Why I Waited a Month to Write About Robin Williams

When we try to fix things fast, we never get to feel them fully. And we need to feel them fully, because the solutions to our biggest problems lie at the bottom of our grief. If we don’t get better at grieving, we can’t get better at living…

Robin Williams

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Last month, my friend was in a car accident. The car was totaled. He texted me a picture of it and let me know everyone was okay. Reassured of his safety, the next question on my mind was, “Whose fault was it?”

The human mind likes to look for fault and to assign blame.

Last month, Robin Williams committed suicide. A shocking, tragic loss. And instantly, Twitter and Facebook lit up with debates about depression and suicide and illness versus choice. Mental health debates. Theological debates. Existential debates. Almost all of them sincere debates argued by caring, passionate people. We need to talk about such things. Dialogue is essential.  But the debate happened so fast.

Sometimes, we fight so we don’t have to feel.

Sometimes, we trade jeers so we don’t have to trade tears.

What Were You Made To Do?

What were you made to do? The answer to that question has the power to alter the arc of history. For good.


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The alarm sounds at 5am, and my heavy-gritty eyelids creak open. The kids still have two hours of slumber ahead of them, which means I have two hours alone with my thoughts and my keyboard and my craft. The prospect is thrilling.

And terrifying.

Because there’s something else nestled right next to my gleeful anticipation. It doubts and it gnaws. It’s my fear of the blank page. It’s my fear of drying up. It’s my fear of not being enough.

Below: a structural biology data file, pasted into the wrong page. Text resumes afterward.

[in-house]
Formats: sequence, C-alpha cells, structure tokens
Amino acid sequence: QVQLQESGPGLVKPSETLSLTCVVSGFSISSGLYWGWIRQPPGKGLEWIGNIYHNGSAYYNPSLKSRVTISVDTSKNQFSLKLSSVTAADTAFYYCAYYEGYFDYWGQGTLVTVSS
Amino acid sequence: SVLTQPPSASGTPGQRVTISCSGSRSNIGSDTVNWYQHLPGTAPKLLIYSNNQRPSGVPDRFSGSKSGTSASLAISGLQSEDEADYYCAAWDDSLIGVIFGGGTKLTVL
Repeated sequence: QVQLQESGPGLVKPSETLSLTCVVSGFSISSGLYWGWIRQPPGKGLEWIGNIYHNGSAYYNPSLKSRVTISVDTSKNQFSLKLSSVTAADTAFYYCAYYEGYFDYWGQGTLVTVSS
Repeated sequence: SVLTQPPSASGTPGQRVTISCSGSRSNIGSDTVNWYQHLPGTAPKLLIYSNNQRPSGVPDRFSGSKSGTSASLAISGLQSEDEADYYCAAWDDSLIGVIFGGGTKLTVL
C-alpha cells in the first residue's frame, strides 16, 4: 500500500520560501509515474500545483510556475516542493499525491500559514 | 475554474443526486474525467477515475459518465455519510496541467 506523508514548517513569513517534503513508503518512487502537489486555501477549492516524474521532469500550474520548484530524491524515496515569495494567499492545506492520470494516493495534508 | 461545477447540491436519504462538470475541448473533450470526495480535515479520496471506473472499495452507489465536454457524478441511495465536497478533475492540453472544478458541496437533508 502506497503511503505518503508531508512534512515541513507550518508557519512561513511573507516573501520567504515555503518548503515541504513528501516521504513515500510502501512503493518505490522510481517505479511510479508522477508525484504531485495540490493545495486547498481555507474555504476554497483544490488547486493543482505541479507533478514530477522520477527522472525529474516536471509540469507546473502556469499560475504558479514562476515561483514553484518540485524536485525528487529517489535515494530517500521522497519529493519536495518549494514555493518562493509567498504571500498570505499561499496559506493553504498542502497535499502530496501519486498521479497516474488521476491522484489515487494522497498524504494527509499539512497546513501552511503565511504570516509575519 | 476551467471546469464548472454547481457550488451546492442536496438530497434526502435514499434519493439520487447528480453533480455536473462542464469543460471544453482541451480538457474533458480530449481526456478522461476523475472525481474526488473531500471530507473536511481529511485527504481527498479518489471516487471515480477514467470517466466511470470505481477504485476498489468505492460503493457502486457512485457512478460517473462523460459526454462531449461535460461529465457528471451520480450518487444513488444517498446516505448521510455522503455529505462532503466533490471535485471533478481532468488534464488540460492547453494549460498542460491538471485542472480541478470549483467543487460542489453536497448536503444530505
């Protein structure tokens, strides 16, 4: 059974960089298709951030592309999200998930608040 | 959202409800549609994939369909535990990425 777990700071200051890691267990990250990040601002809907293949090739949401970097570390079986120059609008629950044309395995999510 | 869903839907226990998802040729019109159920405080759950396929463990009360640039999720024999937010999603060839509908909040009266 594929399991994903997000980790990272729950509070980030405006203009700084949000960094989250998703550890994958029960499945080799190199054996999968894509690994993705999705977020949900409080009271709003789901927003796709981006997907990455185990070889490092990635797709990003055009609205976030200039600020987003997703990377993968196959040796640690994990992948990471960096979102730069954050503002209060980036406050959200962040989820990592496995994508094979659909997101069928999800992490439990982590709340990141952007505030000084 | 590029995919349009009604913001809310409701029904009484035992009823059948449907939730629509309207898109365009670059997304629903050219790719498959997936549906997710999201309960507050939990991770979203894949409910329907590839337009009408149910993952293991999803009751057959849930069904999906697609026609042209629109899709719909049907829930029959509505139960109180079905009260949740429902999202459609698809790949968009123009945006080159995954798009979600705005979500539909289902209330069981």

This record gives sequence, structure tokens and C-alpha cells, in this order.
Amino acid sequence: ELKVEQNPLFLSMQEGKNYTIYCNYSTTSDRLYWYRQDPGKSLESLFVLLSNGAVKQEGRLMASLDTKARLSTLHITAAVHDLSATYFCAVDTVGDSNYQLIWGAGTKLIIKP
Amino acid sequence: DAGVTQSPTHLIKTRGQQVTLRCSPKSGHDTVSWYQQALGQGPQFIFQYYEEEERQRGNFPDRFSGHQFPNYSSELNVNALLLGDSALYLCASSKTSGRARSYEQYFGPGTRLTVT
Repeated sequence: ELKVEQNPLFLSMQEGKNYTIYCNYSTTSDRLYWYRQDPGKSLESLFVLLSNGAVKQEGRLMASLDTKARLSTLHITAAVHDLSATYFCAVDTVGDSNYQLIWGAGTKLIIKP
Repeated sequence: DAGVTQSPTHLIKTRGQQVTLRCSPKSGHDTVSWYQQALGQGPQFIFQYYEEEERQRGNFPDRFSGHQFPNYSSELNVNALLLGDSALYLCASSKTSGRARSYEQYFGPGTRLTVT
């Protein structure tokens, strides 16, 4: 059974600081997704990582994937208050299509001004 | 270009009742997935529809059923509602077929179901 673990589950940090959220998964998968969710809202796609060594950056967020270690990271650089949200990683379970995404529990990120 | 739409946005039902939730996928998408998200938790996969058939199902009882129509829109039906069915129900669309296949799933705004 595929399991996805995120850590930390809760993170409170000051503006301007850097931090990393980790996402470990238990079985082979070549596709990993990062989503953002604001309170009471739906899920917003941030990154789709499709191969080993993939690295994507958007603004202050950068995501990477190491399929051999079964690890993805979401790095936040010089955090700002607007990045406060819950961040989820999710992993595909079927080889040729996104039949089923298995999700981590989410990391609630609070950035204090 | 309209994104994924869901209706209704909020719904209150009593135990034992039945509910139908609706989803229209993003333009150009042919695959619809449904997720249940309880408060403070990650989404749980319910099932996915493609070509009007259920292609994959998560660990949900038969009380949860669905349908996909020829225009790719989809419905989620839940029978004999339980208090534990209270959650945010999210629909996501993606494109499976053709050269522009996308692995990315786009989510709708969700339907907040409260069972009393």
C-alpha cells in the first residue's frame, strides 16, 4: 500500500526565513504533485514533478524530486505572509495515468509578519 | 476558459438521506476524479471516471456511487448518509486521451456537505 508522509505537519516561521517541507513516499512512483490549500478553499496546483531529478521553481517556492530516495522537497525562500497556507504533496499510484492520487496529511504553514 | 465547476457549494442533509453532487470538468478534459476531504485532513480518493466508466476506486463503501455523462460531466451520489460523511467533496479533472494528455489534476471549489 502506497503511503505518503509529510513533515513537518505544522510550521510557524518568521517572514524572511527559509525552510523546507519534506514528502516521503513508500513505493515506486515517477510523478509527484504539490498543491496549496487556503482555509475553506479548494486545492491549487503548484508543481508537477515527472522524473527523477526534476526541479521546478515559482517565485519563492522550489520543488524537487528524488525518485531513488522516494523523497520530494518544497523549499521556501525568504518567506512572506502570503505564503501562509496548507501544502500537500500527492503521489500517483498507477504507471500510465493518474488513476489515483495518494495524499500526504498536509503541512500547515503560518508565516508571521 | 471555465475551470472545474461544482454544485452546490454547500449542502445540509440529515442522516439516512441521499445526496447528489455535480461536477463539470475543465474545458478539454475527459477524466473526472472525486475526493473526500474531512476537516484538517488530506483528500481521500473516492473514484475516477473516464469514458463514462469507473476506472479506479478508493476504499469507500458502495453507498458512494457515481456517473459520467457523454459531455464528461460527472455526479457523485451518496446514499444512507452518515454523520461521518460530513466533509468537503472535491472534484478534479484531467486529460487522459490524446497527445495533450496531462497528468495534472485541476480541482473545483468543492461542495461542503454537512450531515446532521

When I sit in front of a blank document, it can feel like my worth is up for grabs. And that kind of fear makes me feel incredibly vulnerable—it’s way easier to feel prolific and invincible. In the past, the fear has driven me back under the covers. Fear and vulnerability like a padlock, trapping my words inside.

But now I know, my vulnerability isn’t the lock on my words—it’s actually the doorway into everything I want to write about.

The Violence of Invincibility

We live in an invulnerable world. Somewhere along the way, we decided vulnerability is weakness, and we’ve banished it from the public square.

Waiters aren’t allowed to confess mistakes for fear of a lawsuit. If a doctor admits doubt, they lose the confidence of everyone they serve. When was the last time a politician admitted they were wrong before they were caught in the act? Pillars of virtue cheat their way to the top rather than embracing limitation and weakness.

We’ve replaced the public square with a winner’s circle.

And our homes aren’t much different—we’ve banished vulnerability from our living rooms and bedrooms and hearts. Marital conflict escalates as spouses litigate their love with cross-examinations and Exhibits A to Z. Our children take their cues, and they compete with each other for worth and value. On playgrounds, tears get stifled and punches get thrown.

Our strength and invincibility are, quite simply, tearing the world apart. In the end, the winner’s circle stands empty, and so do our hearts.

Who will show us the way out of this morass?

The answer might surprise you, because the answer is you.

How to Make the Magic Happen in a Marriage

Three words can make magic happen in a marriage. The three words aren’t “I love you.” The three words are I, am, and sorry.


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I went to college in the golden age of the computer lab—a sterile, windowless room in the basement of a dormitory where students wrote papers and saved them on floppy disks. I didn’t write my papers there. I wrote my papers on a legal pad in my dorm room and then went to the computer lab to transcribe them. The first draft was the final draft. No revisions.

I didn’t like making revisions.

The perfectionist in me liked to think I could get it right the first time, be done with it, and move on. Revisions seemed tedious and complicated and messy and unnecessary.